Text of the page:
Wednesday, April 19, 2017

Review of the new Los Angeles poetry anthology "Angle of Reflection"

I’ve written quite a bit about the Los Angeles poetry community over the last 15 years; its diversity, micro-communities, and its outliers. I founded an online magazine in an attempt to harness the incredible ocean of literary talent that exists within its borders, which is why I was curious to read Angle of Reflection ( © 2017 Arctos Press), which showcases the works of ten of L.A.’s poetry elite: Marjorie Becker, Jeanette Clough, Dina Hardy, Paul Lieber, Sarah Maclay, Holaday Mason, Jim Natal, Jan Wesley, Brenda Yates, and Mariano Zaro, (with an introduction by David St. John).
Angle, in no way, is a measure of the rich totality of the LA poetry scene, but it does offer a testament to a group of poets who are, above all else, committed to their craft. As noted by David St John, Angle, in part, was born out of this group of poets affectionately named “The Monday Night Poetry Posse”, which got its start at Beyond Baroque, LA’s nonprofit literary center which hosts workshops, readings, and literary activities designed to engage the literary community.
For the record, I personally know, admire, and have published some of the poets whose work appears in Angle. As a small press publisher, I appreciate the hard work, as well as the time and care the editors of Arctos Press put into producing an anthology for lovers of poetry. I especially  admire the fact that Angle is favorably represented on the female side, which is often the reverse for anthologies I’ve read over the years - and this includes one I published. I also respect the commitment this group of poets has for each other, and the work each one produces.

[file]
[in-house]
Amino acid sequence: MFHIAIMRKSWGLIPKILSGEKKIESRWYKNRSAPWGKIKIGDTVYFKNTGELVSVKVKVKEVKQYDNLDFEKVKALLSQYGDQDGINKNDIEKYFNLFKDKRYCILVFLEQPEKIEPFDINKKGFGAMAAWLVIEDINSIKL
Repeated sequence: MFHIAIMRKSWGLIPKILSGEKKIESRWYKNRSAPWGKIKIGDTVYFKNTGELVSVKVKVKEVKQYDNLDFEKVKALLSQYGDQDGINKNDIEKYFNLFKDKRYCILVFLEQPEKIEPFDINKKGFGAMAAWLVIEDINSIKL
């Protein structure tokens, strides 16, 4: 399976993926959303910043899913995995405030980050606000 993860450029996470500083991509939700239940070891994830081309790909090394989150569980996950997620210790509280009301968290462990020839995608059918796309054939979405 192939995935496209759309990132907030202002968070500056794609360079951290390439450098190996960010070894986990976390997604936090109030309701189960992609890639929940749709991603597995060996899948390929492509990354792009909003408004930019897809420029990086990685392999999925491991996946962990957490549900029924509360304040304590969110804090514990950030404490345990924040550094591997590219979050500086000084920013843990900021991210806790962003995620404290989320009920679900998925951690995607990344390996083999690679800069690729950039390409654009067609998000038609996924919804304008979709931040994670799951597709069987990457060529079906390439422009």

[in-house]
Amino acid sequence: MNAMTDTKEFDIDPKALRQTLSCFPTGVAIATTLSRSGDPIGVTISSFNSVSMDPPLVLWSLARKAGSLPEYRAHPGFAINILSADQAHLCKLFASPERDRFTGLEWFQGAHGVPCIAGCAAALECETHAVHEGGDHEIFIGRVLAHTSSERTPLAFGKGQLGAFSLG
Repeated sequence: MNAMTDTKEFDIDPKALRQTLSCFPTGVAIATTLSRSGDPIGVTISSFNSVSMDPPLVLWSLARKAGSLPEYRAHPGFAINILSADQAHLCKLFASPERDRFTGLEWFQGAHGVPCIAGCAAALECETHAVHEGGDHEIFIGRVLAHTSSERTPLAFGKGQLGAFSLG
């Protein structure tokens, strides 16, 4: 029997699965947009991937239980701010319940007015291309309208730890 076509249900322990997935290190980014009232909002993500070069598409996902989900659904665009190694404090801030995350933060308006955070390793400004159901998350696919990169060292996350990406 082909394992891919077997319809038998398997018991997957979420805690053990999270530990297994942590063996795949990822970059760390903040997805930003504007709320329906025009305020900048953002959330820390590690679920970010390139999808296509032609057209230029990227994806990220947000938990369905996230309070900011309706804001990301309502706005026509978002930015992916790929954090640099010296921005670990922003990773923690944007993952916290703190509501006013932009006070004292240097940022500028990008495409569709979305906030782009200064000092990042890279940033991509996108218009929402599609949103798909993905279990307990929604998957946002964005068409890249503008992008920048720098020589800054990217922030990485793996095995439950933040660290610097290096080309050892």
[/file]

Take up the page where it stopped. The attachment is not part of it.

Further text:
However, my admiration ends where poetic “face” begins with three poets in Angle, Becker (woman/sex/romance), Hardy (abstraction for its own sake), and Lieber (restricted narrative). While the poetic mechanics are above reproach, and their command of language enjoyable, they’ve not, in my opinion, provided enough of a diverse selection of their best work. I understand the need to put one’s best poetic foot forward, as well as the constant desire that exists in every poet who writes with an audience in mind. I’ve read, and been moved by, the work of these three poets in other publications, and I strongly encourage all who read Angle to seek out the works of Becker, Hardy, and Lieber through their poetry collections and chapbooks, as well as the journals they’ve been published in over the last two decades.
That being said, there’s more than enough beautiful diverse poetry in Angle, from Clough’s philosophical elegance in her poems “Evocation” and “Salt”; Maclay’s enraptured darkness in “Night Text”, “Grille”, and “Woman Chained to Fire”; Mason’s masterful balance of modernity and myth in “Reciting the Water”, “Midpoint Mercury Retrograde”, and “Inside the Radio”; Natal’s shamanic vision in “Borderline”, “My Student Writes”, and “Rain in L.A.”; Wesley’s personal witness to history in “Double Exposure”, and “First Boy”; Yates’ cinematic “The Universe’s Clock”, “Martini II” , and “Objects at an Exhibition”; and finally, Zaro’s tender and engaging moments of family intimacy in “Figs”, and “On Being Jewish, Perhaps”.
No anthology, like any poetry community, is perfect, though, I do agree, with St John, that this group of poets have evolved, and their work overall, “blazes with and without the accelerate of the group". Angle of Reflection will take its place as another milestone in the evolving literary legacy of Los Angeles, and I recommend reading it for both its strengths and weakness, and to keep reading the work of ALL of these poets, long after Angle of Reflection gathers dust on a shelf.

Angle of Reflection, © 2017 Arctos Press,, ISBN 978-0-98978471-9, 181 pages, $20.00

© 2017 marie c lecrivain

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